Security was tight on Tuesday as Egyptians went to the polls in a two-day referendum on a new constitution.
Reportedly as many as nine people were killed in clashes between police and supporters of ousted President Mohammed Mursi nationwide.
The new charter has been drafted to replace the one introduced by the Islamist Mursi.
Among those going to vote, one woman said: “If we want changes to a number of articles, we can do it later. In general it is a good constitution, it’s not the best in world, nothing in the world is perfect, but it is a good start and we have been waiting patiently.”
The interim government believes a ‘yes’ vote is crucial for the stability of the country that has been in turmoil since Hosni Mubarak was toppled in 2011.
“We hope things will go well and people are at ease. People are interested, old people are interested and we expect a good turnout after two days.” said another voter.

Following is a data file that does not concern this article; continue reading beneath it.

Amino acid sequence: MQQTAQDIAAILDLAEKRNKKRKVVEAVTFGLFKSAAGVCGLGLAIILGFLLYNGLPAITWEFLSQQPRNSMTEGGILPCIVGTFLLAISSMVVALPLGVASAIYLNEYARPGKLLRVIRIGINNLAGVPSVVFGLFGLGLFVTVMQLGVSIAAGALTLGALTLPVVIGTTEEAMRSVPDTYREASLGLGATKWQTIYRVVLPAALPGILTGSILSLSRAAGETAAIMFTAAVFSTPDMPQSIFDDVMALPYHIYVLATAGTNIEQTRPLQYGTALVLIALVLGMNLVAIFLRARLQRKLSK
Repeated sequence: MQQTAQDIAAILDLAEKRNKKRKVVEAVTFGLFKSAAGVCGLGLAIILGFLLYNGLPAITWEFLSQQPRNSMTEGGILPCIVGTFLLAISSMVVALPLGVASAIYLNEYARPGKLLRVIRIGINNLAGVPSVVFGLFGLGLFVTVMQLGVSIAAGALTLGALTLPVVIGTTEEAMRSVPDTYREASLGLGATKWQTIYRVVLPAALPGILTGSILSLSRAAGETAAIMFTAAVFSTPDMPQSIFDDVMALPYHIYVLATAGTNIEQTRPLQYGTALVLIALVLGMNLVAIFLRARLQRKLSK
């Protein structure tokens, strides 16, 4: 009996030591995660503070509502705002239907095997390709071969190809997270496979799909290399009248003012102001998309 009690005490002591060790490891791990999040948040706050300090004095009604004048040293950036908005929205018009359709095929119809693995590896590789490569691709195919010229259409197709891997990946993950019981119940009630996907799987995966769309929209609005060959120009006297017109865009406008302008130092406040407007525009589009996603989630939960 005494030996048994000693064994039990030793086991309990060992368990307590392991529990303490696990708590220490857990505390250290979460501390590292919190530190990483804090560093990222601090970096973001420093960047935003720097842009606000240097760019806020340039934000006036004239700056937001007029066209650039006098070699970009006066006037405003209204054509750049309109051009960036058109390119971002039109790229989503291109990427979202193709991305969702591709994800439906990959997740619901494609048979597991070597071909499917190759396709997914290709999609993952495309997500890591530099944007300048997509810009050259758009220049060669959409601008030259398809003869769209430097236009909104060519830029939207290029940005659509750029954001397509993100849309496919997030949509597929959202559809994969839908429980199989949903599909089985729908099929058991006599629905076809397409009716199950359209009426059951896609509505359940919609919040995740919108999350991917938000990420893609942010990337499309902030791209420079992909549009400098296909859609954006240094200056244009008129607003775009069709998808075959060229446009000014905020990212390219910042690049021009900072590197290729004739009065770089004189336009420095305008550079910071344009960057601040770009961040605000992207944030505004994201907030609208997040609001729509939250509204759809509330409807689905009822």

The Muslim Brotherhood, now classified as a terrorist organisation by the government, has boycotted the poll, but turnout appears steady:
Reporting from a Cairo polling station, euronews Middle East correspondent Mohammed Shaikhibrahim said: “The main question the Egyptian people have is – ‘Will the fundamental human rights articles included in the new draft constitution be implemented or ignored?’ If they are ignored, that constitution is dead in the water.”